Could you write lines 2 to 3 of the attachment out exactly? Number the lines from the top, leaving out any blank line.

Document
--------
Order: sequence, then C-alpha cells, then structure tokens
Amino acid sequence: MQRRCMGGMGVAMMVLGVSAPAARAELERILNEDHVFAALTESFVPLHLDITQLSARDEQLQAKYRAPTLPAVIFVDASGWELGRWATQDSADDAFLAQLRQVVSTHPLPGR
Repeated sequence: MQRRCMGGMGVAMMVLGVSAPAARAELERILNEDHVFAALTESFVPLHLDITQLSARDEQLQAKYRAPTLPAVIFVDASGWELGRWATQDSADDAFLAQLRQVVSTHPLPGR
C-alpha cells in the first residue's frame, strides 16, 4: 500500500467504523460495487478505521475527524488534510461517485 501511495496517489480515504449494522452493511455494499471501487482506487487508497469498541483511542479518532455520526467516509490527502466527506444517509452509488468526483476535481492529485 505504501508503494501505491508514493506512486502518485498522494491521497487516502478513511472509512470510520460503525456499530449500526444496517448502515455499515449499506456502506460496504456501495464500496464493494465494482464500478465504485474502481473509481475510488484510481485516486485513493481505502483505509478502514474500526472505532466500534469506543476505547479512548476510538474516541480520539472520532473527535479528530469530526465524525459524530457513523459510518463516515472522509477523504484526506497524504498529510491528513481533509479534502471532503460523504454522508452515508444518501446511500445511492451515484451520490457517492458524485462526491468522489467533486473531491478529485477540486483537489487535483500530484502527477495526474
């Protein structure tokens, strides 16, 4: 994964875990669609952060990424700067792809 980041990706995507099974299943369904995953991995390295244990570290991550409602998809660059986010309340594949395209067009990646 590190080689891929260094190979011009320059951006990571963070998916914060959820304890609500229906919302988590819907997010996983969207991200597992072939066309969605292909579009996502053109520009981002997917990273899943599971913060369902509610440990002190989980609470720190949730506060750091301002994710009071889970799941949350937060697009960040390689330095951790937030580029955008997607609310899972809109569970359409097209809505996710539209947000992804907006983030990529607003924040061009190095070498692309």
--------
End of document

Amino acid sequence: MQRRCMGGMGVAMMVLGVSAPAARAELERILNEDHVFAALTESFVPLHLDITQLSARDEQLQAKYRAPTLPAVIFVDASGWELGRWATQDSADDAFLAQLRQVVSTHPLPGR
Repeated sequence: MQRRCMGGMGVAMMVLGVSAPAARAELERILNEDHVFAALTESFVPLHLDITQLSARDEQLQAKYRAPTLPAVIFVDASGWELGRWATQDSADDAFLAQLRQVVSTHPLPGR